How much time should be spent on crawl budgets?
If you are running a medium to large website that is updated once a day to once a week, then a focus on the crawl budget is essential to ensure that a bottleneck or lag of indexing doesn’t occur. As with anything in life, it is better to look for the issues before they become issues. Audit for issues on your website, no matter the size.
6 Top tips to optimize your crawl budget
Chances are that you have heard about sitemaps, the document that contains all of the information that you would like to be crawled and indexed in search. Whilst sitemaps are not compulsory, rather a recommendation, they are a recommendation for a reason. Without having a sitemap, Google will have to blindly discover pages following internal links on your site. With a sitemap, Google knows your website, its size, and which pages are supposed to be indexed.
Some platforms have an auto-generated sitemap option, or there are plugins and sites that will help you on your quest to inform Google. If you have a large website, you might require multiple sitemaps, as the limit is 50 thousand pages.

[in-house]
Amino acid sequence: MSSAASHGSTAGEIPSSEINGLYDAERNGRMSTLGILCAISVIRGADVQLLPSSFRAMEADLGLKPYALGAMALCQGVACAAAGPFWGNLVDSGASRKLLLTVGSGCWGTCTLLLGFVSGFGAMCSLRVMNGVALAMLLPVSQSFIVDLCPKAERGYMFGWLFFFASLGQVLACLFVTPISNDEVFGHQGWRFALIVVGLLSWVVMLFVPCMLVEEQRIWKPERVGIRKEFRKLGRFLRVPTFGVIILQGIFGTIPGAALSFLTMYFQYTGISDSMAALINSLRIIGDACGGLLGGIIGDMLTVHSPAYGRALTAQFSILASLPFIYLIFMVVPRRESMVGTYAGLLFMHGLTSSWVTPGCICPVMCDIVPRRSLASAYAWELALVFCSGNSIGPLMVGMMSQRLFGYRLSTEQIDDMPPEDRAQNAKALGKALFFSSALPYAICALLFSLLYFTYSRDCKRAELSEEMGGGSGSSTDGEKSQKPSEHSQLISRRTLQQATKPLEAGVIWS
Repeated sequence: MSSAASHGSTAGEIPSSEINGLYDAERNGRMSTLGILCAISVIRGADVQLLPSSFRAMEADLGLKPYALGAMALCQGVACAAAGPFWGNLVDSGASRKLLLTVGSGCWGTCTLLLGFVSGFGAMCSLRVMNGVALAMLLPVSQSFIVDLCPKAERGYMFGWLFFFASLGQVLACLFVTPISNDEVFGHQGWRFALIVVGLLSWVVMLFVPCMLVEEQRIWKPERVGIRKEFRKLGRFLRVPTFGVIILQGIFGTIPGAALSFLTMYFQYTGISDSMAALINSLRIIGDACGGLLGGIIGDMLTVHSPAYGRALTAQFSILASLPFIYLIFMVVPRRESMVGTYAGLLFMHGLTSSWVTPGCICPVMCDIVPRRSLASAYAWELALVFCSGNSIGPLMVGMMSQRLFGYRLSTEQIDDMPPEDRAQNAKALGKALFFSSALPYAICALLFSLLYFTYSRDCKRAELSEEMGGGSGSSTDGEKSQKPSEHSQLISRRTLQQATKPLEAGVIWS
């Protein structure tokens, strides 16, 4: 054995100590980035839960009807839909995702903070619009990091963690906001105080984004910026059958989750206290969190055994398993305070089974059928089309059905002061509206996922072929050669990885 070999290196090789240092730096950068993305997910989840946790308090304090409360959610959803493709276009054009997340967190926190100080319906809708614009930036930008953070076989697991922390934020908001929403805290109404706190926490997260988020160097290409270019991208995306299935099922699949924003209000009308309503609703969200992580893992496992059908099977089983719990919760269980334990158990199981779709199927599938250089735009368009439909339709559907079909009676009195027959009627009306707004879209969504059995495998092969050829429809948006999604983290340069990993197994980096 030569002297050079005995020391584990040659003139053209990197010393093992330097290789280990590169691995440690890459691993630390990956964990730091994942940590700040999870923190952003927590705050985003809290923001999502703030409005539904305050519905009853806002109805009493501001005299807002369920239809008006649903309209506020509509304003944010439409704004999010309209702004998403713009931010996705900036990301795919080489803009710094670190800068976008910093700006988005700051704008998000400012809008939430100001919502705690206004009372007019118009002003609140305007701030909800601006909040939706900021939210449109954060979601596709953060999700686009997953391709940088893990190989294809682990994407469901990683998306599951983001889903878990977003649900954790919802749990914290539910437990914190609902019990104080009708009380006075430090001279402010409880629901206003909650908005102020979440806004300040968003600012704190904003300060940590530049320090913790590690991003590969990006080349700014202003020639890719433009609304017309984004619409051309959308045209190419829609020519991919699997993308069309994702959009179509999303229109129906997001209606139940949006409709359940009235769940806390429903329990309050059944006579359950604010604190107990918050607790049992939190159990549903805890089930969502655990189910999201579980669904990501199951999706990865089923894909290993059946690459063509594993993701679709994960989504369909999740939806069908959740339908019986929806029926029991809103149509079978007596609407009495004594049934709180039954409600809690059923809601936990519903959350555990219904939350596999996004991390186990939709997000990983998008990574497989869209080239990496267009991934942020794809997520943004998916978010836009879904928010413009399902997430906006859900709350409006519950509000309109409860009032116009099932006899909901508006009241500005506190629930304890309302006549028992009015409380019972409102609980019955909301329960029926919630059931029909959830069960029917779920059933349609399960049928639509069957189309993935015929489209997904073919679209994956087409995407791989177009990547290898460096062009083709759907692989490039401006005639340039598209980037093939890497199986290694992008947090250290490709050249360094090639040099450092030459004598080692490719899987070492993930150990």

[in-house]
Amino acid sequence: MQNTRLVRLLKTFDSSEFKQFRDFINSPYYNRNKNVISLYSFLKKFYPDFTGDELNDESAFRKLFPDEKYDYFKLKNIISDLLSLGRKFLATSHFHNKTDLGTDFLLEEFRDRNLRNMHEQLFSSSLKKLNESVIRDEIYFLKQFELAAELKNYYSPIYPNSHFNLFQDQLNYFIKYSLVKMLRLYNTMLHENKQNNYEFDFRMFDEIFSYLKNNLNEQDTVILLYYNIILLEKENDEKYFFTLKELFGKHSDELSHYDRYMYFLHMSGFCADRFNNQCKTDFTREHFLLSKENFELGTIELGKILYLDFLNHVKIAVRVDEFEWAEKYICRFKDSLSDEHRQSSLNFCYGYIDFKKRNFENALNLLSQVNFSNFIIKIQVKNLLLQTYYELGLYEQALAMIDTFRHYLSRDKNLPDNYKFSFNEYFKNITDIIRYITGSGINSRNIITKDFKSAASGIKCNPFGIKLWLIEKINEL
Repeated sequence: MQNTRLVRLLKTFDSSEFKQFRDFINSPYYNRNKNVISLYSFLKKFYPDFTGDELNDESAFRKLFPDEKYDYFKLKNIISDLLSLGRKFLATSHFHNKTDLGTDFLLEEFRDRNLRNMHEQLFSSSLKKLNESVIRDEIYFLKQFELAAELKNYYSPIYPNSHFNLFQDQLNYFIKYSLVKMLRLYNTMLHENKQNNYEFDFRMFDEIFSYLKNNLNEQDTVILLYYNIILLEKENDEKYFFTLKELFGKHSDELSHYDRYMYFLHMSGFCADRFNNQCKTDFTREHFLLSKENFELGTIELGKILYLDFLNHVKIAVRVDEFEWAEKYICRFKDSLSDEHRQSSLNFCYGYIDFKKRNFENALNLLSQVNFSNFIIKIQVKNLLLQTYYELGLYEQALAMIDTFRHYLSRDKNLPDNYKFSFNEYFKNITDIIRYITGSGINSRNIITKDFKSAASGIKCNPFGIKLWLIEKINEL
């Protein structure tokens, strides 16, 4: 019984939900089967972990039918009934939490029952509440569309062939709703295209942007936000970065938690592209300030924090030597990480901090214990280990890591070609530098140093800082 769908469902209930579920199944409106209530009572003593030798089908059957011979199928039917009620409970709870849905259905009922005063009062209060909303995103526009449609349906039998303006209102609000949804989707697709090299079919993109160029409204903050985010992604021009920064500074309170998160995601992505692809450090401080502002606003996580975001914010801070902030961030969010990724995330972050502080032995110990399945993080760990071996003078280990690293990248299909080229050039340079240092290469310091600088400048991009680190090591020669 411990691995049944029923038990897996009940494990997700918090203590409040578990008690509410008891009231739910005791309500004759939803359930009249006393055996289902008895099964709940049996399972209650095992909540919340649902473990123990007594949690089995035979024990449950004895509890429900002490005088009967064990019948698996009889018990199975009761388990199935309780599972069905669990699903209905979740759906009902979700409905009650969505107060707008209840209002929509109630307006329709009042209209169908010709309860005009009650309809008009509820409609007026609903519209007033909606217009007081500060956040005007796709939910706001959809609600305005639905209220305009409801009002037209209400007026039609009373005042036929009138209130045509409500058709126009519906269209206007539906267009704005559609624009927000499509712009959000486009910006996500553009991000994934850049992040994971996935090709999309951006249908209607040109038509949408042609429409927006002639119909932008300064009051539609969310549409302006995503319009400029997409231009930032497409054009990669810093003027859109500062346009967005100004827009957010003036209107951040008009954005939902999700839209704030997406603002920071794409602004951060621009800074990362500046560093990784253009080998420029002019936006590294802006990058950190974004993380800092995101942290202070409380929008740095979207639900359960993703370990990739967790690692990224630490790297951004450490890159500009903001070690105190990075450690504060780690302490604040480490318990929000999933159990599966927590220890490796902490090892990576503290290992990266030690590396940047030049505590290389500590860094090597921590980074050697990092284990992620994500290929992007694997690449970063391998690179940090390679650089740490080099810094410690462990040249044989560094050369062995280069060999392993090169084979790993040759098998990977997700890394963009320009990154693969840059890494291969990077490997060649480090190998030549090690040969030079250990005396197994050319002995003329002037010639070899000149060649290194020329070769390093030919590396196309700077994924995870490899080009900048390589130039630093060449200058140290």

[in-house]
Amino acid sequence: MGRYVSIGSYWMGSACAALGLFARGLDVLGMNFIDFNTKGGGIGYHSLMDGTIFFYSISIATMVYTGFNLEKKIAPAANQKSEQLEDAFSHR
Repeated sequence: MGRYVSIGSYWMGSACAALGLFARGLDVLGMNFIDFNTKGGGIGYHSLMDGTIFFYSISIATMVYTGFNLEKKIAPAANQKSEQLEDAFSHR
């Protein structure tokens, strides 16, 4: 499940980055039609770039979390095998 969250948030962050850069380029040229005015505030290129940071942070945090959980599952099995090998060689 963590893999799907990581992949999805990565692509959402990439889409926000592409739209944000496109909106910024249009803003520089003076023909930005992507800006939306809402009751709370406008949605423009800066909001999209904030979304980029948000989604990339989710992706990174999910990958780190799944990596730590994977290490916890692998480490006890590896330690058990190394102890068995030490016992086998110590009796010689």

Crawling Conflicts and How to Resolve Them
Crawling conflicts send Google mixed signals and eat into your crawl budget unnecessarily. Google Search Console to the rescue – Check your coverage report. There is a dedicated ‘Error’ tab for crawling conflicts, this details the number of errors, the type of errors and the pages that are affected.
Common crawling issues:
- Accidental submission of a page (Requires it to be unsubmitted)
- Access is being denied through a technical issue (Use your tools)
- Pages that should be hidden are crawled